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Daisy Programme is a registered charity in England. By law it must have a group of trustees who are responsible for the operation of the charity. Trustees are not paid, but meet several times a year and will work closely with members of the Daisy team to oversee and support their work.​

Trustees have six essential duties:

  • To ensure Daisy is carrying out its activities for the public benefit

  • To comply with Daisy's governing document and the law

  • To act in Daisy's best interests

  • To ensure that Daisy is accountable

  • To manage Daisy's resources responsibly

  • To act with reasonable care and skill

All charity trustees must be registered with the Charity Commission. You can visit the Commission's website to find out more details, as well as view the Daisy Trustees' Annual Reports.

Daisy has written a guide for Trustees to help them understand their role, based on the Charity Commission guidelines. Not every trustee will cover every area in the guide - it's more likely that an individual trustee will have experience or an interest in one or two areas and pay closer attention to those. Working as team, we aim to have all areas covered.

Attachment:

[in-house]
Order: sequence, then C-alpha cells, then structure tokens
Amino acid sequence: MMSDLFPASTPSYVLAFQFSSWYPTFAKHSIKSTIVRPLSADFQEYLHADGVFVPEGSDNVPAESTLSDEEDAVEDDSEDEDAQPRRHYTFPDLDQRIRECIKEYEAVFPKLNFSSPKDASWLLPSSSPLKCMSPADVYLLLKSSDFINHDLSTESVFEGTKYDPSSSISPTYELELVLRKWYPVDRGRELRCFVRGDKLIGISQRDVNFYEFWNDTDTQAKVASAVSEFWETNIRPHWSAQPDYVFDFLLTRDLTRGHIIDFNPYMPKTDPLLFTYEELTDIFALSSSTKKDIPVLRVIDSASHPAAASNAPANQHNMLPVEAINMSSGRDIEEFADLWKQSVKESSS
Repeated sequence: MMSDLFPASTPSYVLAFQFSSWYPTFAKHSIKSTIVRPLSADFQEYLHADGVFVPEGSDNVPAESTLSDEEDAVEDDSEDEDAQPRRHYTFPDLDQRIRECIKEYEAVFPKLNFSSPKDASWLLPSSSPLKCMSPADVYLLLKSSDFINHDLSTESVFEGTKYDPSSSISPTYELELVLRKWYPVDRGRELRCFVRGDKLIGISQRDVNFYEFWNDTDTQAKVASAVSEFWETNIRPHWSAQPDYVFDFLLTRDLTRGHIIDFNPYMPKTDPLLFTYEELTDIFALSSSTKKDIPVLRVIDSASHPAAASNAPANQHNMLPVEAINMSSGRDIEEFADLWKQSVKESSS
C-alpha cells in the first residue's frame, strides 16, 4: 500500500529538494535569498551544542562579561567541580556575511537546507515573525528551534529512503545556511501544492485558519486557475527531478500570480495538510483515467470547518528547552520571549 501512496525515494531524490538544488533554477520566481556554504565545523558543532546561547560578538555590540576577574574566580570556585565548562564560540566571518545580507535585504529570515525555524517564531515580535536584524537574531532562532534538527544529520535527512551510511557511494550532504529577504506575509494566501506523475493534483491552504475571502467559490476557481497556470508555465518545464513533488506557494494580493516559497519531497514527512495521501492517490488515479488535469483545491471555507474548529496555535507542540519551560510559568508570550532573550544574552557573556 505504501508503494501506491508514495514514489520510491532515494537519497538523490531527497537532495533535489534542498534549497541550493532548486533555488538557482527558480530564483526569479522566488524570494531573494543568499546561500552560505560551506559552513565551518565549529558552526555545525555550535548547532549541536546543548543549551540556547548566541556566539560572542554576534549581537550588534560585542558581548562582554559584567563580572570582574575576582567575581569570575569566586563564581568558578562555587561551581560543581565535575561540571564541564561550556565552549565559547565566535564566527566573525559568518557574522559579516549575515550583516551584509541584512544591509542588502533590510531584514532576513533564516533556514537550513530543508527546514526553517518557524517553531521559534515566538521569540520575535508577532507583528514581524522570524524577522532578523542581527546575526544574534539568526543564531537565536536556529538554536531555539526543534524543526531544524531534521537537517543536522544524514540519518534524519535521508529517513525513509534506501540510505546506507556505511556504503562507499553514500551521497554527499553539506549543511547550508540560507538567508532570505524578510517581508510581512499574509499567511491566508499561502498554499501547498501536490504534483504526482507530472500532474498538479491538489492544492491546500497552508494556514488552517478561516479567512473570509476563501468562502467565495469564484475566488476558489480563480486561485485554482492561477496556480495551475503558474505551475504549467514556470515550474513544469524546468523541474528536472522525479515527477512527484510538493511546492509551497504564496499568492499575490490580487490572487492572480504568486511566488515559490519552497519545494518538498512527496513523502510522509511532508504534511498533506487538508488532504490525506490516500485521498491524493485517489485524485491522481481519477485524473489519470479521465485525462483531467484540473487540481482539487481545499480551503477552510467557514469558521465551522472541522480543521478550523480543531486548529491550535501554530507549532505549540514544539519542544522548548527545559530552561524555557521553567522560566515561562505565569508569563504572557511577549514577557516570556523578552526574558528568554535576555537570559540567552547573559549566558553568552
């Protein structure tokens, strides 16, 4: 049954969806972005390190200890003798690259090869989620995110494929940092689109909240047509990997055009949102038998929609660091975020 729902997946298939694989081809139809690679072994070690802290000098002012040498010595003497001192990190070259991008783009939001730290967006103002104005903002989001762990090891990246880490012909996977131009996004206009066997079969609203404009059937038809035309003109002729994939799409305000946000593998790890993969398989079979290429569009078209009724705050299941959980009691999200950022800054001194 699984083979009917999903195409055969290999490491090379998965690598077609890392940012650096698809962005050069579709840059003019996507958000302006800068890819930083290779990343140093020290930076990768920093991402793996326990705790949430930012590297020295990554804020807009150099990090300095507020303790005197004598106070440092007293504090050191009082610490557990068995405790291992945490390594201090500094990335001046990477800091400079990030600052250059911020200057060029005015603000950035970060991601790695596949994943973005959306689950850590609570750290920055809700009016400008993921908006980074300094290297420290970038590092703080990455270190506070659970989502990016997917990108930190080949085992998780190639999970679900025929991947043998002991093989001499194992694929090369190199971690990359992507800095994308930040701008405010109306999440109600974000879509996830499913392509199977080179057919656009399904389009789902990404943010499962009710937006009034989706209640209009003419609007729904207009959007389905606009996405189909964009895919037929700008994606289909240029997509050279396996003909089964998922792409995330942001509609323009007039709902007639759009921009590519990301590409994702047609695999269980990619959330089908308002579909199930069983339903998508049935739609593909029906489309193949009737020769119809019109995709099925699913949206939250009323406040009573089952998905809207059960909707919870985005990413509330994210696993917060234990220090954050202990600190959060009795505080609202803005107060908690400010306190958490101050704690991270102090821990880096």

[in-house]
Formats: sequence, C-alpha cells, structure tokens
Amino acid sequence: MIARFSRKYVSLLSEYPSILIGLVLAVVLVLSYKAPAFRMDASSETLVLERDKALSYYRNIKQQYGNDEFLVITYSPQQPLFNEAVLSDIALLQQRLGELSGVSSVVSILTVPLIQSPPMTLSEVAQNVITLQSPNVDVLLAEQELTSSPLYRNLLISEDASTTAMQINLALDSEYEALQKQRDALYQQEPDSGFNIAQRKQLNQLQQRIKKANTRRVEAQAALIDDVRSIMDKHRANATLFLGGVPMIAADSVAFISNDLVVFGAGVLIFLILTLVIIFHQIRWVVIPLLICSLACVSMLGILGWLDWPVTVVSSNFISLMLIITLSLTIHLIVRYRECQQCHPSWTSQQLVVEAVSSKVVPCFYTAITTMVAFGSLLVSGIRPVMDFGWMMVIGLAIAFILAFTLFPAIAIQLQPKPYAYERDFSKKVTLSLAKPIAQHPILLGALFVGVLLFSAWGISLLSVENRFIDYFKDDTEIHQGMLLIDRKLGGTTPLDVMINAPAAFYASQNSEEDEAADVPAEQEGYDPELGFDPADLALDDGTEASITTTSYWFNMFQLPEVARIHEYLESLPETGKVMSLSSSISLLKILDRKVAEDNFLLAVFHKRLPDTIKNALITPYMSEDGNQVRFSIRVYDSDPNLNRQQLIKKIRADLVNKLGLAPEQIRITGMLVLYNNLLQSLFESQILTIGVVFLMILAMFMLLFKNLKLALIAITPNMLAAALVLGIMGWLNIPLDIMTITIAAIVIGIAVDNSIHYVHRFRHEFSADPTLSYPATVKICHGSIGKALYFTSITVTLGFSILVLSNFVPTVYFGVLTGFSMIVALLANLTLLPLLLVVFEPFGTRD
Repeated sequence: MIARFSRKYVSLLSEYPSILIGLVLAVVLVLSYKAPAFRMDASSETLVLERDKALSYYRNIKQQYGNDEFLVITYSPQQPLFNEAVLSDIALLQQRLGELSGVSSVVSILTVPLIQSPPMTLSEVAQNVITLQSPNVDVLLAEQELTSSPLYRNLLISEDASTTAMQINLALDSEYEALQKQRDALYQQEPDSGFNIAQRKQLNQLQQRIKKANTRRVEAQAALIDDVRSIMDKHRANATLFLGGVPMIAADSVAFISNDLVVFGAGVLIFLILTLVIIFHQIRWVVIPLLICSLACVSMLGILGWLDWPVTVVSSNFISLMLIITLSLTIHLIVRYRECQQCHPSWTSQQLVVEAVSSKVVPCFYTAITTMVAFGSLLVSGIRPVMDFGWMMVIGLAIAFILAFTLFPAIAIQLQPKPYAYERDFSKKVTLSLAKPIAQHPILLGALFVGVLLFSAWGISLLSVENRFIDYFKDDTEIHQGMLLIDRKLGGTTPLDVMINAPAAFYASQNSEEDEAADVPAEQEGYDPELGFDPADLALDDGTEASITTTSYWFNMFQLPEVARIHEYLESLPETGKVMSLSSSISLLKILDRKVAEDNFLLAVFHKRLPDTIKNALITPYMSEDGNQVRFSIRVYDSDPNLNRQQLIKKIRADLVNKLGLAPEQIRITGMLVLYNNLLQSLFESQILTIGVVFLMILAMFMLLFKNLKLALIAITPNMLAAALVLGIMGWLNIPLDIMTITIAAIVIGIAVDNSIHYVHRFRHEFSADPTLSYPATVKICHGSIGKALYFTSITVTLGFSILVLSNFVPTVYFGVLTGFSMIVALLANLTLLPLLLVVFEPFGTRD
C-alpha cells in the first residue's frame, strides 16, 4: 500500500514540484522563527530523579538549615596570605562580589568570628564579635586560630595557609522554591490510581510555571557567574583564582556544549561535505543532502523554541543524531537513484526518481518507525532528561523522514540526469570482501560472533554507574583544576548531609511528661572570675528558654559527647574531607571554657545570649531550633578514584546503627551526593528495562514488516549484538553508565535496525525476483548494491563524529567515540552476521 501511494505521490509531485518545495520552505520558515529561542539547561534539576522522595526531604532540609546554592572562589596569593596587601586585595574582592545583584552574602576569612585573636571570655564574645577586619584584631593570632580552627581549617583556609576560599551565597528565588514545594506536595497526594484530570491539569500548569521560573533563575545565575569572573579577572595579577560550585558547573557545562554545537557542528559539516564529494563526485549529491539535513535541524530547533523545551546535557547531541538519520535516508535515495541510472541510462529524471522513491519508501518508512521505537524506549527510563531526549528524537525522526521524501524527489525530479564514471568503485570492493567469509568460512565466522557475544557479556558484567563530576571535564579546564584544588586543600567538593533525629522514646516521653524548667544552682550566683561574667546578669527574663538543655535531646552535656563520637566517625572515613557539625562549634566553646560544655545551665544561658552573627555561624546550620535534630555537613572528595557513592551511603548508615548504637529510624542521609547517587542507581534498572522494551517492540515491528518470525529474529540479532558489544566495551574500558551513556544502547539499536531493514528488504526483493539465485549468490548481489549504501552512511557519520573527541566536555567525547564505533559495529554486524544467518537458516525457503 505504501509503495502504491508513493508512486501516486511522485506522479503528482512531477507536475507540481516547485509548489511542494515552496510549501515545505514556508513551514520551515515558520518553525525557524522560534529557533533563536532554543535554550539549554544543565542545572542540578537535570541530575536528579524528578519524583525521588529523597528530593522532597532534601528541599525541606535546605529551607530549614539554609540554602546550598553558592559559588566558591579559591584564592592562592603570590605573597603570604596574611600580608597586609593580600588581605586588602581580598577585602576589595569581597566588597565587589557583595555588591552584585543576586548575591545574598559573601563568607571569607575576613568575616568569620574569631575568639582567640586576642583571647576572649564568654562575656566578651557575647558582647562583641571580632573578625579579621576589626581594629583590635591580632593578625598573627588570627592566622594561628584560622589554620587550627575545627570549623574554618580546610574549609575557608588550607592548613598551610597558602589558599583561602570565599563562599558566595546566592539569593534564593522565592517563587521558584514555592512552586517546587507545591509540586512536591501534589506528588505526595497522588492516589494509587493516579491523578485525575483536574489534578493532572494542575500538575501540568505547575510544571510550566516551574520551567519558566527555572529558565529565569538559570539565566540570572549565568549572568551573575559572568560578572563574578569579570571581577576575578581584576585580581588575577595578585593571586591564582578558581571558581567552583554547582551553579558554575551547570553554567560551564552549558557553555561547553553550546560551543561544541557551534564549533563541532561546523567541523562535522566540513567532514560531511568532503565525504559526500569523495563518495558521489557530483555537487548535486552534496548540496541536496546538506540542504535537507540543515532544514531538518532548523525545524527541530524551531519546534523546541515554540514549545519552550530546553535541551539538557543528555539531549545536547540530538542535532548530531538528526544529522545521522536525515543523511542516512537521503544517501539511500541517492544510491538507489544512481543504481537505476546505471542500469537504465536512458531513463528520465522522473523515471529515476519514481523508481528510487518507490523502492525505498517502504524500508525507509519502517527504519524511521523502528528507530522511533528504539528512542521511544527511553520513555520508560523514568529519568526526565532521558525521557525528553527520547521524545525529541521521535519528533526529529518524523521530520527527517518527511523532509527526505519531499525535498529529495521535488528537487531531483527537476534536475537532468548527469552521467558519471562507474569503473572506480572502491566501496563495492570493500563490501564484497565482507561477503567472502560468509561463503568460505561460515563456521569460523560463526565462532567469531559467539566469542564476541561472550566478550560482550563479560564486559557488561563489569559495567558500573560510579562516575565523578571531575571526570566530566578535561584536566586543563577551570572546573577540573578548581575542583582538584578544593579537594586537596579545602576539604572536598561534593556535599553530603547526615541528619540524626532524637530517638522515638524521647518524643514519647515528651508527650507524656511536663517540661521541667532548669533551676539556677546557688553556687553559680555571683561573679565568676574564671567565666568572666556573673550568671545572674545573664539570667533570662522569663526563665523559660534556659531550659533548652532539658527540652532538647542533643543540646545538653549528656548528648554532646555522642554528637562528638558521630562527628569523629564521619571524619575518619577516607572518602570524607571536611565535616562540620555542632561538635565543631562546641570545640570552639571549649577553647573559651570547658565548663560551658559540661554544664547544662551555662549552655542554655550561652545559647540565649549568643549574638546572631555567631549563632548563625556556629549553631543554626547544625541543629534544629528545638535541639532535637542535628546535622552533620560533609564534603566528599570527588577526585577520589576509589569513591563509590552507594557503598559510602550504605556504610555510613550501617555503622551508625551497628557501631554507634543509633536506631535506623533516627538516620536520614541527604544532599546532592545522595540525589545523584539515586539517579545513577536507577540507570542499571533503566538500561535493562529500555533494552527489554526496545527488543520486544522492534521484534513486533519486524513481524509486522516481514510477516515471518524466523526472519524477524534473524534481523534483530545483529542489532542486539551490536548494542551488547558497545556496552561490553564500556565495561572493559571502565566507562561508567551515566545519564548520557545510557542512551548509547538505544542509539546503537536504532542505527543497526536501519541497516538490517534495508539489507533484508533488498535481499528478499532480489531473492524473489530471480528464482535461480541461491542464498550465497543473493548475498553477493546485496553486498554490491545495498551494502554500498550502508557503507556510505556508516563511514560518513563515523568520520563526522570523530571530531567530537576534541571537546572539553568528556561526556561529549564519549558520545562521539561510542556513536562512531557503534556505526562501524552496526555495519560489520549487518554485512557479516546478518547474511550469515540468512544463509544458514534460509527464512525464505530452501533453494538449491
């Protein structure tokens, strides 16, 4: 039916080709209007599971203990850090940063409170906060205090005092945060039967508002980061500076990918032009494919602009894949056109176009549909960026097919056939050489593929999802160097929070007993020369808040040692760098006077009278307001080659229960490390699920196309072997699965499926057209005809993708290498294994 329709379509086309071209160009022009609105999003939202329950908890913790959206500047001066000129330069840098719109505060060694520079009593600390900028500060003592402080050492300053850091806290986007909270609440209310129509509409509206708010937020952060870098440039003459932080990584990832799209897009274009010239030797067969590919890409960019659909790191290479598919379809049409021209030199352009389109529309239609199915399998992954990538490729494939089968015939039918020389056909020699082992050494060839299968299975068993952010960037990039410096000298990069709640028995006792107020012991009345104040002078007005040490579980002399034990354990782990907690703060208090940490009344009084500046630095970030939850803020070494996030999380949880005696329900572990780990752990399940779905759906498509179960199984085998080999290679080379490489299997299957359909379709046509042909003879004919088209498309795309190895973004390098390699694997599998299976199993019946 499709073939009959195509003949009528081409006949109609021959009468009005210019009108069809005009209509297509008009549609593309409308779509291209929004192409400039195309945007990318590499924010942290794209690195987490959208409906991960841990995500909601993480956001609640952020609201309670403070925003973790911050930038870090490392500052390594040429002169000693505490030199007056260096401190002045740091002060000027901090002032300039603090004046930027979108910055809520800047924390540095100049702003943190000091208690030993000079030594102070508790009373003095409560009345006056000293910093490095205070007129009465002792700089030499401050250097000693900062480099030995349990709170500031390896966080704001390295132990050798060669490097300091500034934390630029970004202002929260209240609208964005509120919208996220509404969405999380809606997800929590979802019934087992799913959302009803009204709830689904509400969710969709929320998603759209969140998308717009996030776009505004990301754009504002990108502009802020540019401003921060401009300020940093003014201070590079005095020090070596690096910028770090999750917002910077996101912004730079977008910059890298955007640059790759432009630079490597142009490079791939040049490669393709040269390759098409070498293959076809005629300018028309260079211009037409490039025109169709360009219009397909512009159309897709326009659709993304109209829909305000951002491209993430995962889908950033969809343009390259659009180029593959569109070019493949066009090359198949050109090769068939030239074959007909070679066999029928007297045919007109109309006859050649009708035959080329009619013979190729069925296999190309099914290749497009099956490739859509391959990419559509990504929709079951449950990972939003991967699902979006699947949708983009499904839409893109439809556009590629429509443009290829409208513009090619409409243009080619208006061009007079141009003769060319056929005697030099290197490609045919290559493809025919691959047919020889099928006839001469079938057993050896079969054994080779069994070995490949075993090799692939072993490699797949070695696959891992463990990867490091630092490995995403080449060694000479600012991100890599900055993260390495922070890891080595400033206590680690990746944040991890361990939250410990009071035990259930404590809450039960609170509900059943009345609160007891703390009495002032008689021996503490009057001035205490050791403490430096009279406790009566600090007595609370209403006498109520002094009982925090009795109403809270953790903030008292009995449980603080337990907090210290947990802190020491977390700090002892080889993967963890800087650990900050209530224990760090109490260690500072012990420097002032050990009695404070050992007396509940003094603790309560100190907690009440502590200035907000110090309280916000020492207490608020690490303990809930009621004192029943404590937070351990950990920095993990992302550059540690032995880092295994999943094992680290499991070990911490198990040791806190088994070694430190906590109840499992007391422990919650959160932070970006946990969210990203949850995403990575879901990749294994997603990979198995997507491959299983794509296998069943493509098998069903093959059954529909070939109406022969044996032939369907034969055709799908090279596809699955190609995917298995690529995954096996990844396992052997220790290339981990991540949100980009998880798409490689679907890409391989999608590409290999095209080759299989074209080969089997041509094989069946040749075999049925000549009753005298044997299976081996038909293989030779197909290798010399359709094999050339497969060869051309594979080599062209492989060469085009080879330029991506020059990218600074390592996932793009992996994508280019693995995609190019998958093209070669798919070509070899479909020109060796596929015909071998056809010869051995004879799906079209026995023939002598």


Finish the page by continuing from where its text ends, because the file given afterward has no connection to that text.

Daisy Trustees' Guide (PDF 134KB)

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Daisy Background Portrait Shape


Daisy can have up to 8 trustees overseeing its activities. The current group are drawn from a mix of backgrounds, illustrated by what they say about themselves:

"I have over 20 years experience as a psychotherapist/supervisor working with those who have or are experiencing abuse, including sexual abuse. I have also worked in accredited organisations training counsellors to degree level"

"I have worked as a psychiatric nurse - a social worker who worked in forensic psychiatry, with children with disability, the elderly, disabled, in a hospice and hospital, trained student social workers. I am also a retired Magistrate and ran two bereavement services before finally becoming a support worker for disabled folk"

" I am a semi-retired registered counselling psychologist with career experience in the probation service, child and family work as well as Higher Education"

"I have worked for many years in public administration, particularly IT, governance and finance, and have seen the devastating effects of DA within my own extended family."

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